This article was written by Terry Trueman with AI Assistance.
The terms conservative and liberal and other once easily understood categories have shifted ground as we have faced the destruction of civility, kindness, decency, honesty, and a sense of fair play as being necessary. Many other once mutually understood and agreed upon concepts have lost so much of their clarity from these Trumpian times in which we are living.
I find many well-meaning people trying to use terms of the past to deal with the unique situation of our American political life as it exists today. A primary area of confusion and polarization revolves around the no longer relevant labels of conservative and liberal. We are now in a life and death struggle between Democracy as a governing philosophy or authoritarianism as its replacement, and the values embedded in each set of beliefs.
I grew up in a conservative family. I was taught to respect tradition, authority, religion, and family values. I was also taught to be patriotic, hard-working, and self-reliant. I believed that these were the principles that made America great and that anyone who disagreed with them was either ignorant or evil. Indeed, for many years I had no idea that anyone could even disagree with any of the beliefs my family and culture had jammed down my throat. We were Nixon, not Kennedy, GOP all the way and my father flirted heavily with the John Birch Society and was buddies with John Haldeman who later became one of Richard Nixon’s advisors (and convicted collaborators in the Watergate saga). I read None Dare Call it Treason as a 14-year-old.
But when I went to college, I met people who had very different backgrounds, experiences, and opinions from me. I learned about history, philosophy, science, and art. I was exposed to different cultures, religions, and lifestyles. I realized that the world was much more complex and diverse than I had imagined and that there was not one right way to live or think. American involvement in Vietnam, among other consciousness-altering experiences, fully reinforced these new understandings.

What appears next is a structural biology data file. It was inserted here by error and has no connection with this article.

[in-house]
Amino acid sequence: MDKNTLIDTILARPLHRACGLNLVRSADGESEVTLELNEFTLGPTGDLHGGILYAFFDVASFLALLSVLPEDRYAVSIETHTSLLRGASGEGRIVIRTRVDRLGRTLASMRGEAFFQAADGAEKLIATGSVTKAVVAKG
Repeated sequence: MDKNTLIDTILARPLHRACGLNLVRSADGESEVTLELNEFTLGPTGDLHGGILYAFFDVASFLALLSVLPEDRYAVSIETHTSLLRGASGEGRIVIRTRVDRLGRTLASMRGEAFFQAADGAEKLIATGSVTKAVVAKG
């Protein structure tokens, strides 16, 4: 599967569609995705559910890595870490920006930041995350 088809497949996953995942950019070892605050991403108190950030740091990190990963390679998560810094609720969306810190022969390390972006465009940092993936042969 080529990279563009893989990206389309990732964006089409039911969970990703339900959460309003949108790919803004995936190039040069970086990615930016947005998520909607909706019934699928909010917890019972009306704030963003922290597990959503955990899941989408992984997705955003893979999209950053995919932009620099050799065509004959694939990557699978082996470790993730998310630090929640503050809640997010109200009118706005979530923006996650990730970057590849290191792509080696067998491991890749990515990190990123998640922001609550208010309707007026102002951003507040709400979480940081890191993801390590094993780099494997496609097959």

As I grew more fully into American adulthood, I also realized that some of the things that I had taken for granted as conservative or liberal values were not so clear-cut or absolutely one or the other as they were human and universal. For example, I learned that not all conservatives were pro-life, pro-gun, or anti-immigration. I learned that not all liberals were pro-choice, anti-gun, or pro-immigration. I learned that there were conservatives who cared about the environment, social justice, and human rights. I learned that there were liberals who valued individual freedom, personal responsibility, and economic growth. Thinking about this era of growth and learning it now feels like a golden time and it glows brighter and brighter the further away we get from it.
I began to question some of the assumptions and stereotypes that I had about both sides of the political spectrum. I realized that there was a lot of nuance and diversity within each group, and that there was also a lot of overlap and common ground between them. I realized that the terms conservative and liberal had lost much of their clarity and meaning in recent years, and that they were often used as labels to dismiss or demonize people who disagreed with us.
This is a problem because it prevents us from having honest and respectful conversations with each other. It makes us see each other as enemies rather than fellow citizens. It makes us focus on our differences rather than our similarities. It makes us forget that we are all human beings who want the best for ourselves and our country.
In what ways have the terms conservative and liberal lost much of their clarity in recent years? How do you identify yourself politically? How do you deal with people who have different views from you?
If you ever find yourself in a political debate with someone who claims to be a Democrat or a Republican, you might want to ask them a simple question: what are the main differences between the two parties? Chances are, they won't be able to give you a clear or coherent answer. They might resort to vague or clichéd statements, such as "Democrats are for the people, Republicans are for the corporations" or "Republicans are for freedom, Democrats are for big government". But if you press them for more details, they will likely stumble or contradict themselves.